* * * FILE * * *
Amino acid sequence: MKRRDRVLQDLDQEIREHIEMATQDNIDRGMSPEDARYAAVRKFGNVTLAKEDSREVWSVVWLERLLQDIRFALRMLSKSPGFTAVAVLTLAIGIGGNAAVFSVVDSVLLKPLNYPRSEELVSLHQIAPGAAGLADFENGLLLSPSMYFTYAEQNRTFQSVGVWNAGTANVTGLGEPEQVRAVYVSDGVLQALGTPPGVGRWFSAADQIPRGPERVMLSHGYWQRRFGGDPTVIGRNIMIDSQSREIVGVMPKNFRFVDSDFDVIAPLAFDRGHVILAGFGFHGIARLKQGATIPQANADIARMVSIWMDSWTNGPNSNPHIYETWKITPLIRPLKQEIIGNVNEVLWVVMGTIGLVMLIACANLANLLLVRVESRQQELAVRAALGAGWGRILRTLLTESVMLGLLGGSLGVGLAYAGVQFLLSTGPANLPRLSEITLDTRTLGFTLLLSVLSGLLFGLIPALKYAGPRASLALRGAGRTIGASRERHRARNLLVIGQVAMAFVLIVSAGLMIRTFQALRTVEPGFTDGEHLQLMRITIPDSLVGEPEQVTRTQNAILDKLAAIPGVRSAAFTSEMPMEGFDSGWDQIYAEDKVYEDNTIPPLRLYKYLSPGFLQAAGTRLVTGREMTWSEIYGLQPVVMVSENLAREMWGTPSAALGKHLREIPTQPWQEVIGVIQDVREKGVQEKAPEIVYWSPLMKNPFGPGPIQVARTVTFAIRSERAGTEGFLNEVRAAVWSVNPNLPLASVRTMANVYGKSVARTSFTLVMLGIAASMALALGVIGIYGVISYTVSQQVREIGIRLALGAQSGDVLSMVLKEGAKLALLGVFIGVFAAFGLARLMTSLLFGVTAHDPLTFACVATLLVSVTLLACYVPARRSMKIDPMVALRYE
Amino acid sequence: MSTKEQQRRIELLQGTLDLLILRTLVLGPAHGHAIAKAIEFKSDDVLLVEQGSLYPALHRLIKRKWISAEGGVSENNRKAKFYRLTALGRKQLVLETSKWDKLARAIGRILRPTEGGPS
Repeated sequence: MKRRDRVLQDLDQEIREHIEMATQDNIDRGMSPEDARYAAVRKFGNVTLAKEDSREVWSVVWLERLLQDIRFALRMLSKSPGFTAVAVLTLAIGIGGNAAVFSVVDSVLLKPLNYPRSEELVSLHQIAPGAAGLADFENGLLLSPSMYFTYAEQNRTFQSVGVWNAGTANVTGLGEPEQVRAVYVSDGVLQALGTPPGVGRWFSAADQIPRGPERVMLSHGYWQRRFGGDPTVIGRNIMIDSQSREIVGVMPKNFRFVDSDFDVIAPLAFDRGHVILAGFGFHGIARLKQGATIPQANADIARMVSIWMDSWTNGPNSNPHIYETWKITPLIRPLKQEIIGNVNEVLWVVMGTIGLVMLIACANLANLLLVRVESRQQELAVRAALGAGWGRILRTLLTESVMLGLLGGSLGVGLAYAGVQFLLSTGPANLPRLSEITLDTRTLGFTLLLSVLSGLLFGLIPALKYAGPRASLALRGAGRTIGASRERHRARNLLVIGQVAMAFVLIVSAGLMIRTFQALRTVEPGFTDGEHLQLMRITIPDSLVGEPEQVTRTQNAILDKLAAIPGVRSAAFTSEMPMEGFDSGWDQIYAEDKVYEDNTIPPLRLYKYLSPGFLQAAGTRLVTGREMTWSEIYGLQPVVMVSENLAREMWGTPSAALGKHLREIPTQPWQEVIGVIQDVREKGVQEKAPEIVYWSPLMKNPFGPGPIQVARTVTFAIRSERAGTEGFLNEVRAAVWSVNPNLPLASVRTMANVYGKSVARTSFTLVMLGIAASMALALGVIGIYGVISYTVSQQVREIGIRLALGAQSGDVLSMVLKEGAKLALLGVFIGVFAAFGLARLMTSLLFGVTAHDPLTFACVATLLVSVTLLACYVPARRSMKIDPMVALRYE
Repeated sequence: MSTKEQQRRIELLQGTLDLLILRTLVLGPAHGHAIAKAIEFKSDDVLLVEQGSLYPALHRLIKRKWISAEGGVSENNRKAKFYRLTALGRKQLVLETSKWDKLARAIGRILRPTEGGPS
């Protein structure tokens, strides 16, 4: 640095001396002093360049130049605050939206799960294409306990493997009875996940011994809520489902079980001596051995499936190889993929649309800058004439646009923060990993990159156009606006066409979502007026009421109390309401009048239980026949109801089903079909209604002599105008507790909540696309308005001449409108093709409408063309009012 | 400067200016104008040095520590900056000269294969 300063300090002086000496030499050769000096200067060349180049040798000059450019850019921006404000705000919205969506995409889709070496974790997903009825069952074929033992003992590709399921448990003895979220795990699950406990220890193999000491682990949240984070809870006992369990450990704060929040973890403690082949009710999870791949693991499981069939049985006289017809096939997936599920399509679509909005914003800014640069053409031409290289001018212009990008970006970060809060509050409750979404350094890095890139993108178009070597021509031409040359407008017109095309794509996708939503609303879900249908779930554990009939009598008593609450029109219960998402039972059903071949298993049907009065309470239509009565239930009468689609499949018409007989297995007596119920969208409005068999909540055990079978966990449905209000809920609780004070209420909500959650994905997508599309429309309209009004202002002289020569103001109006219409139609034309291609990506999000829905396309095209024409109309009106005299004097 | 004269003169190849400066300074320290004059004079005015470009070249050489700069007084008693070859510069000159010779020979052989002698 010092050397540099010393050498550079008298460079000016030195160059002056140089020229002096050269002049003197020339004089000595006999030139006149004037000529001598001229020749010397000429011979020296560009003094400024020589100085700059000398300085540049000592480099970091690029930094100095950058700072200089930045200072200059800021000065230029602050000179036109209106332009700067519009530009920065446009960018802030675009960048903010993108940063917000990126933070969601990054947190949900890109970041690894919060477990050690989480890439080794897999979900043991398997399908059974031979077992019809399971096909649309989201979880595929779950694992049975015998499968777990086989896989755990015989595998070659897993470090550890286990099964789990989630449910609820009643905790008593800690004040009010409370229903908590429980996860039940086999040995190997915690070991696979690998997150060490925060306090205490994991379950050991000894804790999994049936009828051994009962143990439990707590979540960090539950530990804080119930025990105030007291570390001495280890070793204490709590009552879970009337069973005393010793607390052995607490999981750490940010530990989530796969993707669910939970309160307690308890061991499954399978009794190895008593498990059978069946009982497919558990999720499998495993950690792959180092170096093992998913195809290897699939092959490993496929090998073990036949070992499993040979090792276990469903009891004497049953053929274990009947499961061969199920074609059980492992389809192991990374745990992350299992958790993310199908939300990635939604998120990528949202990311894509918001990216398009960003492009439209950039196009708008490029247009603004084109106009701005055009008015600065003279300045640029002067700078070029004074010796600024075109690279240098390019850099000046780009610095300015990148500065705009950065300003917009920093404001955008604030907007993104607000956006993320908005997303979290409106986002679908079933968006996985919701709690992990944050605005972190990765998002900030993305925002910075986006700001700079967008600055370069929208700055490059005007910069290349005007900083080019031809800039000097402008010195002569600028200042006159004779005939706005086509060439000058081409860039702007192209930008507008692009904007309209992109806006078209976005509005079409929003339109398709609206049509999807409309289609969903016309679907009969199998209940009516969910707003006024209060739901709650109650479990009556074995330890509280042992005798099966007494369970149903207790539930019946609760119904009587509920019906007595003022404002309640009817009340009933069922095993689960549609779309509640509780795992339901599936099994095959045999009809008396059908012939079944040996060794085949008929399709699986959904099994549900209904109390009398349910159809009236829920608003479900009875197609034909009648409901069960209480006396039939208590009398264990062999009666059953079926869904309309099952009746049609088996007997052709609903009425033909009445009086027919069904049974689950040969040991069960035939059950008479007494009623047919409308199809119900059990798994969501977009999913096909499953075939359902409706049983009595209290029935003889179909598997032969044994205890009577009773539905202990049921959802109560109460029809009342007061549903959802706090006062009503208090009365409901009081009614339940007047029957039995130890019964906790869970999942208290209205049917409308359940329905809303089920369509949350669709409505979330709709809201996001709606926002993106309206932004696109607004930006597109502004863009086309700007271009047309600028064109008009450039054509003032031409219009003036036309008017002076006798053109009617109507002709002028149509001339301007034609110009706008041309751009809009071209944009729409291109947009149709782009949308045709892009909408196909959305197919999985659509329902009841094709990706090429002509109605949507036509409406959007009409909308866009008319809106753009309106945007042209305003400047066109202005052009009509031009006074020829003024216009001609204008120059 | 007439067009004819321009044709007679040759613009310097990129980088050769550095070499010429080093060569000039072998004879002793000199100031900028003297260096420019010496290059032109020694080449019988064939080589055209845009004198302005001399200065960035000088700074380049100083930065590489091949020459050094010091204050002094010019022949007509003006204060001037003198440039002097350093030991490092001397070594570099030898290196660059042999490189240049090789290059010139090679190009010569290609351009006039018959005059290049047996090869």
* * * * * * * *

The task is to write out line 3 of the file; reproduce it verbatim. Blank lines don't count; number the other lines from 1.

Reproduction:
Repeated sequence: MKRRDRVLQDLDQEIREHIEMATQDNIDRGMSPEDARYAAVRKFGNVTLAKEDSREVWSVVWLERLLQDIRFALRMLSKSPGFTAVAVLTLAIGIGGNAAVFSVVDSVLLKPLNYPRSEELVSLHQIAPGAAGLADFENGLLLSPSMYFTYAEQNRTFQSVGVWNAGTANVTGLGEPEQVRAVYVSDGVLQALGTPPGVGRWFSAADQIPRGPERVMLSHGYWQRRFGGDPTVIGRNIMIDSQSREIVGVMPKNFRFVDSDFDVIAPLAFDRGHVILAGFGFHGIARLKQGATIPQANADIARMVSIWMDSWTNGPNSNPHIYETWKITPLIRPLKQEIIGNVNEVLWVVMGTIGLVMLIACANLANLLLVRVESRQQELAVRAALGAGWGRILRTLLTESVMLGLLGGSLGVGLAYAGVQFLLSTGPANLPRLSEITLDTRTLGFTLLLSVLSGLLFGLIPALKYAGPRASLALRGAGRTIGASRERHRARNLLVIGQVAMAFVLIVSAGLMIRTFQALRTVEPGFTDGEHLQLMRITIPDSLVGEPEQVTRTQNAILDKLAAIPGVRSAAFTSEMPMEGFDSGWDQIYAEDKVYEDNTIPPLRLYKYLSPGFLQAAGTRLVTGREMTWSEIYGLQPVVMVSENLAREMWGTPSAALGKHLREIPTQPWQEVIGVIQDVREKGVQEKAPEIVYWSPLMKNPFGPGPIQVARTVTFAIRSERAGTEGFLNEVRAAVWSVNPNLPLASVRTMANVYGKSVARTSFTLVMLGIAASMALALGVIGIYGVISYTVSQQVREIGIRLALGAQSGDVLSMVLKEGAKLALLGVFIGVFAAFGLARLMTSLLFGVTAHDPLTFACVATLLVSVTLLACYVPARRSMKIDPMVALRYE